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Family resemblance

Family resemblance
Source https://de.wikipedia.org/wiki/Datei:Family_resemblance.JPG 

(Family resemblance – It seems that there is nothing in common among Bridge and Soccer, but we conceder them both as games because they have many things in common with other games like paired Tennis.)

A family resemblance, or family likeness, a term used by Wittgenstein (1889-1951) in its Philosophical Investigations (1953), denotes the properties of terms with a taxonomic classification (hierarchical classification) that cannot be sufficiently detected without “the mind bumps up”; because concepts can have blurred, fuzzy boundaries.

Wittgenstein cites the concept of language, game and language game as examples ; there are no general characteristics that apply to all languages, games and language games. There are some games with common features, but they have nothing in common with others: “Board games, card games, ball games, fighting games” etc. cannot be classified taxonomically because they are related to one another through so-called family similarities. Games therefore form a family. In the Philosophical Investigations Wittgenstein spoke figuratively of the fact that in certain terms individual cases interlock like fibers of a thread.

With his examples, Wittgenstein illustrates the limits of the hierarchical systematics (cf. also the problem of universals ) and at the same time shows an alternative with his approach of family similarities. Wittgenstein’s considerations are of fundamental importance for the rejection of an ideal of exactness, which requires necessary and sufficient conditions for a definition. Concepts can also be fuzzy and based on paradigmatic applications; an analysis is not necessary in order to be able to master or explain them. Concepts comparable to family resemblance have been used earlier, for example by John Stuart Mill, Nietzsche et al.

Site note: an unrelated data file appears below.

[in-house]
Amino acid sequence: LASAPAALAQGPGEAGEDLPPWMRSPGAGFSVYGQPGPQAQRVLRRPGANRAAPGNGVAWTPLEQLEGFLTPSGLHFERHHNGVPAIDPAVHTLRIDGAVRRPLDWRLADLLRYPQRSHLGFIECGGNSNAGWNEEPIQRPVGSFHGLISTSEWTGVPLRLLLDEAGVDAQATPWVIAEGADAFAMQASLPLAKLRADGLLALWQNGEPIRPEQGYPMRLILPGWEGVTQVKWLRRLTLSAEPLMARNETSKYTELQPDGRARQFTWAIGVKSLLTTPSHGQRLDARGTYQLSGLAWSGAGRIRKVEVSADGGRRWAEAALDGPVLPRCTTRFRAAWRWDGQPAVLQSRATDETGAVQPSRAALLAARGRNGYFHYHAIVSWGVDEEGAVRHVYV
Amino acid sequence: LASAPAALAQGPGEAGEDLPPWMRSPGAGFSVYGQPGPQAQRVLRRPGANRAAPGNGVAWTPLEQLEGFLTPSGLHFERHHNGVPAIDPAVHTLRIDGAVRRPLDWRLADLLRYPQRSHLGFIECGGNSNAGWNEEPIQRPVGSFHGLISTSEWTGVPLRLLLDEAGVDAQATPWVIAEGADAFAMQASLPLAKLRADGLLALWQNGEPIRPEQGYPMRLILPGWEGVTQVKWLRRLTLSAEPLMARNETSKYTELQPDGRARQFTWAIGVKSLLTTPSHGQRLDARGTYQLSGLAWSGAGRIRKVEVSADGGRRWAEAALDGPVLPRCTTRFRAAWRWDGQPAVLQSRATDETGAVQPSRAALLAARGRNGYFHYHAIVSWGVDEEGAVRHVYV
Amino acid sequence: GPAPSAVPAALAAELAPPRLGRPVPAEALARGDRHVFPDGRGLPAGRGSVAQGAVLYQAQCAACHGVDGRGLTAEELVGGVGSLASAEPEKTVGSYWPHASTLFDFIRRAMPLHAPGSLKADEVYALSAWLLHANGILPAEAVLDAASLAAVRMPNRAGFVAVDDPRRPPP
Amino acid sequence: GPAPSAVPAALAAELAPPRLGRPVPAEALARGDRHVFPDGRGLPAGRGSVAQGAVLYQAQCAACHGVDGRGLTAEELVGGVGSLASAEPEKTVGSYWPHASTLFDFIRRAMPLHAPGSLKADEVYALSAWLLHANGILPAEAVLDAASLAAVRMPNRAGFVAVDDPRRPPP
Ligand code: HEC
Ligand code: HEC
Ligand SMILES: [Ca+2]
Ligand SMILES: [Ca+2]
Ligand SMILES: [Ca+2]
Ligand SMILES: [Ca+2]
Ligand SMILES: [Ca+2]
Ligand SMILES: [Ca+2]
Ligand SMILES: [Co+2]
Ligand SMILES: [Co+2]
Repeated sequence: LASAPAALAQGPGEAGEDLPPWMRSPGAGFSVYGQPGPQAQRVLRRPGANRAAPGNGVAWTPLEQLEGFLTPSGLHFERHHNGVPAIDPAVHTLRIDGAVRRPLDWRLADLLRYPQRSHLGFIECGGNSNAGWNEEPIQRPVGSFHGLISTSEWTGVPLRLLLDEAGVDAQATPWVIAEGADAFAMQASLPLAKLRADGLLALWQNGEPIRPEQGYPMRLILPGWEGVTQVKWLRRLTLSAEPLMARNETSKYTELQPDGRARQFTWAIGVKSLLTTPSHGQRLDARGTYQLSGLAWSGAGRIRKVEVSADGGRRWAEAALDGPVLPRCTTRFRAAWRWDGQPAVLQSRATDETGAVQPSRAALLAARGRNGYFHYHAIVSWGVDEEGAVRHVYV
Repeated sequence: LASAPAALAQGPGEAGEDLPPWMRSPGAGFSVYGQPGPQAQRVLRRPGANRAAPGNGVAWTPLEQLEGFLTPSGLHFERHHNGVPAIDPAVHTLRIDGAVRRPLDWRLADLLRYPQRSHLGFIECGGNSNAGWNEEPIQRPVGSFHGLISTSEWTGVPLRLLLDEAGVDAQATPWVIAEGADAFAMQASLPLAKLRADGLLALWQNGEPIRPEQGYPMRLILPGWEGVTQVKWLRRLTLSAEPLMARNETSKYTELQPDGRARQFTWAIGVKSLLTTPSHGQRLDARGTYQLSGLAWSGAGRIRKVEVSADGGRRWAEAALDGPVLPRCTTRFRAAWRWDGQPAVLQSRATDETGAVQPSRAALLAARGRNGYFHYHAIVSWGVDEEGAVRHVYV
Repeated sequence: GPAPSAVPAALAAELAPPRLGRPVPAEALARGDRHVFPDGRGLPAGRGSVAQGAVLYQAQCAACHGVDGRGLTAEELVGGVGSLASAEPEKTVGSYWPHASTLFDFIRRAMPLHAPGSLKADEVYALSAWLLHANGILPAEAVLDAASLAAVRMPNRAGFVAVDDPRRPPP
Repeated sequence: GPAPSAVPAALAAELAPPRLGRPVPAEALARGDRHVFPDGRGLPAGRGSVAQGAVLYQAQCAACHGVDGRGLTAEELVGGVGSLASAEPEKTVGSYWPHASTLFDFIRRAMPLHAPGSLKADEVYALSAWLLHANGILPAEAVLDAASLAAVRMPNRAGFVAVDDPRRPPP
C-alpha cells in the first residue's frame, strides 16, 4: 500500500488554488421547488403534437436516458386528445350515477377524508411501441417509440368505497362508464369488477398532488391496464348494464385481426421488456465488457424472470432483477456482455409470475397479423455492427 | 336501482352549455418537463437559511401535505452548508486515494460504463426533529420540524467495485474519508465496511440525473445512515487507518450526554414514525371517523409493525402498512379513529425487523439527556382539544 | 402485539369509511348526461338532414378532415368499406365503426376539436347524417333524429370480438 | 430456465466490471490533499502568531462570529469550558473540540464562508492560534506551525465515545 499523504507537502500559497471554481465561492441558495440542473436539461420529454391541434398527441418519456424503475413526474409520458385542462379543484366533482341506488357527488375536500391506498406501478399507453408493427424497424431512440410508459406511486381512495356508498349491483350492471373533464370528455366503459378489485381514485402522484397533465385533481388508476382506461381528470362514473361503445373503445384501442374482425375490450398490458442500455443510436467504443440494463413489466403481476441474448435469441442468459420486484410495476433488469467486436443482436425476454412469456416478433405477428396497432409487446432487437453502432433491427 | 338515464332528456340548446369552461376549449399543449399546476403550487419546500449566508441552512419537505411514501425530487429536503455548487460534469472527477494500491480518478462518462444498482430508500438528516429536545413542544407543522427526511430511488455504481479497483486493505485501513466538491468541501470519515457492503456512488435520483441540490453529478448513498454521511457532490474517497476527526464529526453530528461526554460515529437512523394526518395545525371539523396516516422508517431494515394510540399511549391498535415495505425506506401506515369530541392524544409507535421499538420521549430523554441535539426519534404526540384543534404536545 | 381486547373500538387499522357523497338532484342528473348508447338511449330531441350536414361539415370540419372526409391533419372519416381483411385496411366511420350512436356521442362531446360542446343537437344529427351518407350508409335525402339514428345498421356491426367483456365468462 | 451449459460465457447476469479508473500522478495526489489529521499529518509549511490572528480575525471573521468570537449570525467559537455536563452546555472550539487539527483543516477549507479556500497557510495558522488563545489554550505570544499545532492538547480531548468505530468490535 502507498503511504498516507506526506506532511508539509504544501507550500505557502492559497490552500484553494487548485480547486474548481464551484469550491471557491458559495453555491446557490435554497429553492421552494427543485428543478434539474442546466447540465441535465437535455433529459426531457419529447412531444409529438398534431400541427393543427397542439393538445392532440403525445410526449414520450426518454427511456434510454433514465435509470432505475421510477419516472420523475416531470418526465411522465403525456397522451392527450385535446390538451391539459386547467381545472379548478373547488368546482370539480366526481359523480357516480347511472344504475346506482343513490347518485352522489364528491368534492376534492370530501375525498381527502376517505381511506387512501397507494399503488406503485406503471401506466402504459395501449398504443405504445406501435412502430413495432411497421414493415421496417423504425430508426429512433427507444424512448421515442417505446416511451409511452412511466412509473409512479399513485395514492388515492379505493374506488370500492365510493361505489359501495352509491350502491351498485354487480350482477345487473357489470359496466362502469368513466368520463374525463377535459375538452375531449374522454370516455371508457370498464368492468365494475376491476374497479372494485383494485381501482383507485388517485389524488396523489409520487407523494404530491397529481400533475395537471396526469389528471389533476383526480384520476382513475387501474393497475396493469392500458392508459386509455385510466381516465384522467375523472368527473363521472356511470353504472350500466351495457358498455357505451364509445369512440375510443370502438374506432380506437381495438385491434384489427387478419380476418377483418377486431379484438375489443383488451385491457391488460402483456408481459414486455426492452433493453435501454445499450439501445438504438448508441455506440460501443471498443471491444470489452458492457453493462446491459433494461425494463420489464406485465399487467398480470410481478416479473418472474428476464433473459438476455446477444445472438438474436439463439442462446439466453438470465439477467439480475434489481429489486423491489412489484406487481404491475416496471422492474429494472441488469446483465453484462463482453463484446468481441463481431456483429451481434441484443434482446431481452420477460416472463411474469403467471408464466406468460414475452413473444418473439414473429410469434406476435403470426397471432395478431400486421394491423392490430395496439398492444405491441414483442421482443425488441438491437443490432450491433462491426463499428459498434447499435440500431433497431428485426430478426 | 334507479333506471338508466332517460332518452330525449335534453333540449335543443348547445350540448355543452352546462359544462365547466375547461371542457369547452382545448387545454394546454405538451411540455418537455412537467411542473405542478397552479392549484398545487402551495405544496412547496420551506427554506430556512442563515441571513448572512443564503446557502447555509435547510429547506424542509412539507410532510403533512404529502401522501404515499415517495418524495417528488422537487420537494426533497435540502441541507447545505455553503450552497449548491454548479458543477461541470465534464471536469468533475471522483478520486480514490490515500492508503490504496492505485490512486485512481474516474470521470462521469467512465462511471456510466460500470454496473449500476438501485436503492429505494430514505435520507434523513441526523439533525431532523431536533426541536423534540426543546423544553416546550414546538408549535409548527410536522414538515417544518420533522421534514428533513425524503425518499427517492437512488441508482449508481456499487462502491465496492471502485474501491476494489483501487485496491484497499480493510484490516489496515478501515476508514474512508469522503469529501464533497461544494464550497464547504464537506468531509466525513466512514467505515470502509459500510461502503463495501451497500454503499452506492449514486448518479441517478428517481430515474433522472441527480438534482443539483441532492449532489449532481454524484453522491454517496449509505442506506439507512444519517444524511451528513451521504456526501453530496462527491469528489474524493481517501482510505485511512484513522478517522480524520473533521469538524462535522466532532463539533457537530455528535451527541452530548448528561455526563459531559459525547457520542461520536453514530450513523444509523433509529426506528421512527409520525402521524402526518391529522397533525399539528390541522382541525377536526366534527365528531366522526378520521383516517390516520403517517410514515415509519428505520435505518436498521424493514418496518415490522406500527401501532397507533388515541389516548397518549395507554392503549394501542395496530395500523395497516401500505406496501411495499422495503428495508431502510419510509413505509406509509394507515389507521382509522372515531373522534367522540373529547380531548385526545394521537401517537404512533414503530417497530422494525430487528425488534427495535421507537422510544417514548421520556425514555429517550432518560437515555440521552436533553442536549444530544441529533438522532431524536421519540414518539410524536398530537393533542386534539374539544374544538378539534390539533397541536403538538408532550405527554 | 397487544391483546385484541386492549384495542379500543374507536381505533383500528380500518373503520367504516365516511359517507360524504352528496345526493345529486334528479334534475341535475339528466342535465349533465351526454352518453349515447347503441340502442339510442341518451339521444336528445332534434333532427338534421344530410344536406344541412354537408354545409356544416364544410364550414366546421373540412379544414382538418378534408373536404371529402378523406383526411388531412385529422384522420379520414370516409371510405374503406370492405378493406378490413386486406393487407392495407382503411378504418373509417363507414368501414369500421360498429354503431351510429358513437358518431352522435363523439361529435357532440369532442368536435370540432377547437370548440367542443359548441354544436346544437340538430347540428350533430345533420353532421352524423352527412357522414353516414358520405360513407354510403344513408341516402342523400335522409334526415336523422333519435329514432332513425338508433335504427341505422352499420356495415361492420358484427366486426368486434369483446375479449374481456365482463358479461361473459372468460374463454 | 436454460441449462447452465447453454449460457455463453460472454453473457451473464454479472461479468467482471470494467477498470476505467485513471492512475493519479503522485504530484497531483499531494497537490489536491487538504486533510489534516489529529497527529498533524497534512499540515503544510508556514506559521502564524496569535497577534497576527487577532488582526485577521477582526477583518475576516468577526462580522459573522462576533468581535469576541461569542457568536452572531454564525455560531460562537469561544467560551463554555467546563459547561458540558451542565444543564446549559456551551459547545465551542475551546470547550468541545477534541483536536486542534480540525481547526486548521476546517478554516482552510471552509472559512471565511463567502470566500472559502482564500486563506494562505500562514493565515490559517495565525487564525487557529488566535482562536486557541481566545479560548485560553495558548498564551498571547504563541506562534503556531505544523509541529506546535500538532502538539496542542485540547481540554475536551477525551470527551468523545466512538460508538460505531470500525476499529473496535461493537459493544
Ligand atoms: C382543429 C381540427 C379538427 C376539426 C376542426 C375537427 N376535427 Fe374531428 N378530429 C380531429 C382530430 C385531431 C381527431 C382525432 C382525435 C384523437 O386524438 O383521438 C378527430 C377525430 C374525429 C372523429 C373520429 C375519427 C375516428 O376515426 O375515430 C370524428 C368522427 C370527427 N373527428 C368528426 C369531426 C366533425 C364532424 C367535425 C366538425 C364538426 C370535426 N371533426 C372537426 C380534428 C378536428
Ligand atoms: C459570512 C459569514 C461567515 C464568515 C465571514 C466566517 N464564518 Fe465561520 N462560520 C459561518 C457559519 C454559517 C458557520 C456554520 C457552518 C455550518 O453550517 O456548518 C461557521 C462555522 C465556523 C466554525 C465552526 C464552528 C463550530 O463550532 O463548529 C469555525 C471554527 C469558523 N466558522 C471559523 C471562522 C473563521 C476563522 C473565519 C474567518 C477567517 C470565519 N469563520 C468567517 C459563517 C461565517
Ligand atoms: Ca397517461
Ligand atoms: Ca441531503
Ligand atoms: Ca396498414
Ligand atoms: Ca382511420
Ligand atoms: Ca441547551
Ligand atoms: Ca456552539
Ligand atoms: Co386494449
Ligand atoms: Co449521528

Applications

Wittgenstein’s concept of family resemblance was used, e.g. in the prototype theory (see also prototype semantics ) by Eleanor Rosch . The prototype theory makes it possible to carry out such a categorization in a meaningful way even in cases in which no necessary and sufficient criteria can be specified in order to classify an object in a category. Membership in a category is defined here as the distance to a prototype, which is viewed as the central member of the category.

The concept of family resemblance was also examined by Wolfgang Stegmüller. Stegmüller uses the concept within his structuralist theory concept in that he understands the set of intended applications of a theory as a paradigmatic set, corresponding to the concept of family resemblance. He points out that the concept of family resemblance applies to categories for which there no necessary and sufficient criteria can be specified in order to be able to clearly indicate the membership or non-membership for each object. However, absolutely necessary conditions can be specified which an object must meet in order to be a member of a category. If an object does not meet a necessary condition, it can definitely be excluded from the category. However, even for those objects that meet the necessary conditions, one cannot specify a sufficient condition to ensure membership in a category. The concept of family resemblance combines an exactness with regard to the necessary conditions for belonging to a category with an imprecision with regard to the sufficient conditions for belonging.

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